Ghana has recorded another case of a health worker; a nurse, testing positive of the deadly COVID-19.
The nurse who works at the Korle Bu Teaching Hospital tested positive for the novel coronavirus, the Chief Executive Officer (CEO) of the hospital, Dr Daniel Asare, disclosed on Accra-based Asempa FM’s Ekosii Sen current affairs shows, yesterday.
The Herald’s independent finding is that the lady nurse works in the Medical Ward of the Korle Bu Teaching Hospital where doctors three days ago, threatened to abandon their patients, lay down their tools and leave the state-owned facility because the required COVID-19 Personal Protective Equipment (PPE) and proper isolation centers were not being provided by management.
Her case comes after the cases of the two medical doctors at the Ledzokuku Municipal Hospital (LEKMA Hospital) at Teshie in Accra and the specialist Anesthetist at the Greater Accra Regional Hospital, respectively.
Interestingly, all three health workers are not being treated in a hospital but in their private homes leaving many in state of shock especially so when the Health Minister Kweku Agyeman Manu, had mentioned about a VIP facility established by the government in The Bank Hospital owned by the Bank of Ghana to management the condition.
“Our Staff who tested positive for COVID-19 is in home management and everything being catered for. We’re rigorously working on the recovery,” Dr Asare said.
Korle-Bu Teaching Hospital boss told Asempa FM’s Ekosii Sen that the unnamed nurse, tested positive for the disease some few days ago.
“It’s true a Nurse here has tested positive for COVID-19 and we’re tracing the primary source. The infected Staff has our full support….” Dr Daniel Asare, said and sought to allay fears of other health workers insisting that ‘there’s insurance available too for all the Staff so no fears.’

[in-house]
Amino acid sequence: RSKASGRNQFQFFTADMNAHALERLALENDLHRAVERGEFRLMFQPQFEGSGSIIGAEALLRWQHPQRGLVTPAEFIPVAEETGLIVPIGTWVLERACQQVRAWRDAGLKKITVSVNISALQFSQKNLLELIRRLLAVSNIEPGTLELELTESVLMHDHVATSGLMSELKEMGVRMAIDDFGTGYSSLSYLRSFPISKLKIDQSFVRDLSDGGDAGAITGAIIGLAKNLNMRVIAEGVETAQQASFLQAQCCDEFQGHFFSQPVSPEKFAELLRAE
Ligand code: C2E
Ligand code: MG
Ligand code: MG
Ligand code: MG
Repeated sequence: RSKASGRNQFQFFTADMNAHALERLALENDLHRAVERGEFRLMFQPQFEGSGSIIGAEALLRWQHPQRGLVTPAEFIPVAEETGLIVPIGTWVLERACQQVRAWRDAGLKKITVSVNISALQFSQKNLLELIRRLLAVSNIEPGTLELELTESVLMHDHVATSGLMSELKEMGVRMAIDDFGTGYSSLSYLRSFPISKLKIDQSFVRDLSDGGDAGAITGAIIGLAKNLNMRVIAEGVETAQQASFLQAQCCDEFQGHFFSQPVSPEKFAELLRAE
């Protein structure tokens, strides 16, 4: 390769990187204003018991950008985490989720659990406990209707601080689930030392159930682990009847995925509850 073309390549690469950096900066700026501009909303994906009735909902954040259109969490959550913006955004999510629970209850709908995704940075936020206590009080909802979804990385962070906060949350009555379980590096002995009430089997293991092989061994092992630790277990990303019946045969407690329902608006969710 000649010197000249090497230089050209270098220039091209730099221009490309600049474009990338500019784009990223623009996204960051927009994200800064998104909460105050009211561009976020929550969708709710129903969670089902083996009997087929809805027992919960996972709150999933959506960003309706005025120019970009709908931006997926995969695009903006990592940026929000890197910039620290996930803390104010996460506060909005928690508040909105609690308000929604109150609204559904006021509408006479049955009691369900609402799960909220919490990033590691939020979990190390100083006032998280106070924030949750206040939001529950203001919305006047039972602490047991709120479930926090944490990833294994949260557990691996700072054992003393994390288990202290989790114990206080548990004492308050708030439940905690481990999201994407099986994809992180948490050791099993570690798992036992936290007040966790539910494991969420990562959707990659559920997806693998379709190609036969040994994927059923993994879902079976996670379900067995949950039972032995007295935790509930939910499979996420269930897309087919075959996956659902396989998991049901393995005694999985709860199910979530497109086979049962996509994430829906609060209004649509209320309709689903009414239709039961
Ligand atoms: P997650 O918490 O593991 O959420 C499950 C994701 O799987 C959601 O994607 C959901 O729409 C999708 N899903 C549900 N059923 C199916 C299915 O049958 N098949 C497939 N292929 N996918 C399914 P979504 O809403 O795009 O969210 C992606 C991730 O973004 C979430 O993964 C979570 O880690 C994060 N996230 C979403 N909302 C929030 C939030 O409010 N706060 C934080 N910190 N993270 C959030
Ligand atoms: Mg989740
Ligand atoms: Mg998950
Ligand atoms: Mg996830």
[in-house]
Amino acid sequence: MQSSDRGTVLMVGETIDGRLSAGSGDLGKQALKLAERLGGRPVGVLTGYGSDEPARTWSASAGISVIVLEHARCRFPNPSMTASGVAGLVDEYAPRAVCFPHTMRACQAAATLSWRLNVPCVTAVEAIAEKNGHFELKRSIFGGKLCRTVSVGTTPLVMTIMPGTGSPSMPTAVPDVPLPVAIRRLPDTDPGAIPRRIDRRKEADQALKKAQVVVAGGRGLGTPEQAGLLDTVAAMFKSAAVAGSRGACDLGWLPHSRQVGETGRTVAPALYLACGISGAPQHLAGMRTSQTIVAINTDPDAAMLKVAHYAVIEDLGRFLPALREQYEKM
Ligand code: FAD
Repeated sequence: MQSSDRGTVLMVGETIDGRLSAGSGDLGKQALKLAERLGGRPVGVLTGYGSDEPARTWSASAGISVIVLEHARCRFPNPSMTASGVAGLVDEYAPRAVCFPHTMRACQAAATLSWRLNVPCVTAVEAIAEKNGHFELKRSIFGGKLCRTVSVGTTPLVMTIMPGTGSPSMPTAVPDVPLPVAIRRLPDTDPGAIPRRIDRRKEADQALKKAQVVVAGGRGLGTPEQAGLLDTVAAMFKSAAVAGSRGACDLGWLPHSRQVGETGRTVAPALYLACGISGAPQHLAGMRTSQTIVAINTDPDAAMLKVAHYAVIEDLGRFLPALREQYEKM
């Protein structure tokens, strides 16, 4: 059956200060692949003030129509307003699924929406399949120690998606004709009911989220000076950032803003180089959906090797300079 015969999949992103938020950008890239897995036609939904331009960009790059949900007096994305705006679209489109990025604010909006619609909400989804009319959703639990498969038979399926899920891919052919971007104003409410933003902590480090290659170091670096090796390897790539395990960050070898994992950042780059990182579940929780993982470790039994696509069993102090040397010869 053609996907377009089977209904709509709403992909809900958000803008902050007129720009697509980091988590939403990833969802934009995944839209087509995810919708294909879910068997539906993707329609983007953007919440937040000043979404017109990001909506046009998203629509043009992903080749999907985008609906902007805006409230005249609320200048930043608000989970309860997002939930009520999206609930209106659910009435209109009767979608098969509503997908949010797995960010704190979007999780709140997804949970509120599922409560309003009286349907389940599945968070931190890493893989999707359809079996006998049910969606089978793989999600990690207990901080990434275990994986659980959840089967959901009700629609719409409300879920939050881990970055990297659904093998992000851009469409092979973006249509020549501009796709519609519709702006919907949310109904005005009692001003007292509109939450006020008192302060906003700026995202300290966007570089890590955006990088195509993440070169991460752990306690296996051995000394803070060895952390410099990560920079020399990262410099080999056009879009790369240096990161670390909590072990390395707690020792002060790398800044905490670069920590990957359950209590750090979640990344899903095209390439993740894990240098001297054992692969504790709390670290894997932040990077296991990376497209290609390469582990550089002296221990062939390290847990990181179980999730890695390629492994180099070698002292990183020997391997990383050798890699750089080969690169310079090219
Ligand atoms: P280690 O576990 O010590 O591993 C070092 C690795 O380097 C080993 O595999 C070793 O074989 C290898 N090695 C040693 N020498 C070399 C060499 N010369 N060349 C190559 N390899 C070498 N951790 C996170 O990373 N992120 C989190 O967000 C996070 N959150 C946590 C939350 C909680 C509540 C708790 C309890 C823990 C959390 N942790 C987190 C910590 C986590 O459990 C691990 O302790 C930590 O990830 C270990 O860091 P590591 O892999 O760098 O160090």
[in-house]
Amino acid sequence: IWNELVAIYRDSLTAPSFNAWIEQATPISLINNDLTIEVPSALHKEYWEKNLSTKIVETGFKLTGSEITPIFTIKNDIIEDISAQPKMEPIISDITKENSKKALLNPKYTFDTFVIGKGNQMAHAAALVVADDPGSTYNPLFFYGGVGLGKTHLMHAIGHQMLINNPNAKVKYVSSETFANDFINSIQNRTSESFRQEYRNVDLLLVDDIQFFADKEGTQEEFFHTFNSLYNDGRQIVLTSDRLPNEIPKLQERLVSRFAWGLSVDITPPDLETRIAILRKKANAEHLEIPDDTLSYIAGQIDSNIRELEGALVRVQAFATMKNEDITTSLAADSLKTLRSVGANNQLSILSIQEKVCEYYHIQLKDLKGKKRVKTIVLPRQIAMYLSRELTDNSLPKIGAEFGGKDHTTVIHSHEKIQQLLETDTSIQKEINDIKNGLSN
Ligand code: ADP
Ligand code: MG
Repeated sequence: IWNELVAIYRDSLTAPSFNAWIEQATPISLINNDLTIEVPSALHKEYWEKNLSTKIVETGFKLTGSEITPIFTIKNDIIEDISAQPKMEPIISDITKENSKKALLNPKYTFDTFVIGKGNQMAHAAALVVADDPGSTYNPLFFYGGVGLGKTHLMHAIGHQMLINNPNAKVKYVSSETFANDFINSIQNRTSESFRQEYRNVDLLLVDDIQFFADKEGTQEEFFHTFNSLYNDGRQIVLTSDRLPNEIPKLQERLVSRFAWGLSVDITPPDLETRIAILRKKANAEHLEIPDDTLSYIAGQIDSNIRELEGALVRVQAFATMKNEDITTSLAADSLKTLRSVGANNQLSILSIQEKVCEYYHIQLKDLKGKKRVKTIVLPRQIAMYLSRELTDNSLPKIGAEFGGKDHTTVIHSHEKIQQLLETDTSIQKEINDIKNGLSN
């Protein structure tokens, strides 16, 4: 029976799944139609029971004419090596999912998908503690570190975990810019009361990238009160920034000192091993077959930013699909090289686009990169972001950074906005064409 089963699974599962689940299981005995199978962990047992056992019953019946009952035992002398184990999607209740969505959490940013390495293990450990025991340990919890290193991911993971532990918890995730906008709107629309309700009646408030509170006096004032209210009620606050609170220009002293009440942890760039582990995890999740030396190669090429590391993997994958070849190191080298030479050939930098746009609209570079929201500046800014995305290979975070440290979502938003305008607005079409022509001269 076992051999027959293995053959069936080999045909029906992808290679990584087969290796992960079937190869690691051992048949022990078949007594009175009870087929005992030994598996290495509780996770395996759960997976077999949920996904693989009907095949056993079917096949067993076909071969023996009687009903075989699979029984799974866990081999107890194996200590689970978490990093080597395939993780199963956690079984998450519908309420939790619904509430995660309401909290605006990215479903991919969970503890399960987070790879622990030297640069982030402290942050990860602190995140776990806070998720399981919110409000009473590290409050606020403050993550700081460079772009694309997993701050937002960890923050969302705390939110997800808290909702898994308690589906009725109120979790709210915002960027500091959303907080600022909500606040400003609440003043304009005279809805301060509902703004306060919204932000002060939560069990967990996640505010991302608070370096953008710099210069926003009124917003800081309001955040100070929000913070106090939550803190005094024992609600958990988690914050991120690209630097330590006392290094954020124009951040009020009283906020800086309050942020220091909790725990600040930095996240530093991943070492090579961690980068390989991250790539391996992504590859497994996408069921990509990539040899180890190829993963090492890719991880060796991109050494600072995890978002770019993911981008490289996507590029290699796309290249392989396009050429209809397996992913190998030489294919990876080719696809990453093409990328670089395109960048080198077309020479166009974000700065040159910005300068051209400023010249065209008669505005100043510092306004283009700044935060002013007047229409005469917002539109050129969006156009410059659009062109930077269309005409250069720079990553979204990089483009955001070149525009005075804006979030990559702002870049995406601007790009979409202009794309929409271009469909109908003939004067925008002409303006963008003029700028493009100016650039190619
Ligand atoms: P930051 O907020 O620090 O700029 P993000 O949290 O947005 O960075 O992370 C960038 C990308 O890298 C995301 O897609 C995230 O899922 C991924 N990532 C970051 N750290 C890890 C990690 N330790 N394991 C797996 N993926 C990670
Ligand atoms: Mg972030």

Meanwhile, the Greater Accra Regional Hospital also known as Ridge Hospital, has confirmed The Herald’s report that a specialist doctor is under self-quarantined after he was confirmed positive for coronavirus.
The hospital in a statement released after The Herald publication said the Specialist’s case is an imported one as he has a travel history and also confirmed that the Specialist anaesthetist is being treated from home.
“A Specialist doctor with the Greater Accra Regional Hospital, Ridge is under self-quarantine after returning into the country from South Africa prior to the partial lockdown. The doctor who left Ghana to attend a medical conference has tested positive for COVID19. This came to the fore after he had undergone the two weeks of mandatory self-quarantine. The COVID-19 team has since been taking care of him at the self-quarantine centre and he is currently doing well,” hospital authorities said.
“We have also put in place all other measures to ensure that all the necessary care he needs is provided,” it assured.
The Hospital management stressed that none of its staff has contracted the virus as safety measures have been put in place to ensure they record none in that regard.
“Management want to state categorically that the case was not locally transmitted but rather imported from South Africa. Currently, no frontline staff has tested positive as safety measures have been put in place to ensure that no staff get affected,” the statement added.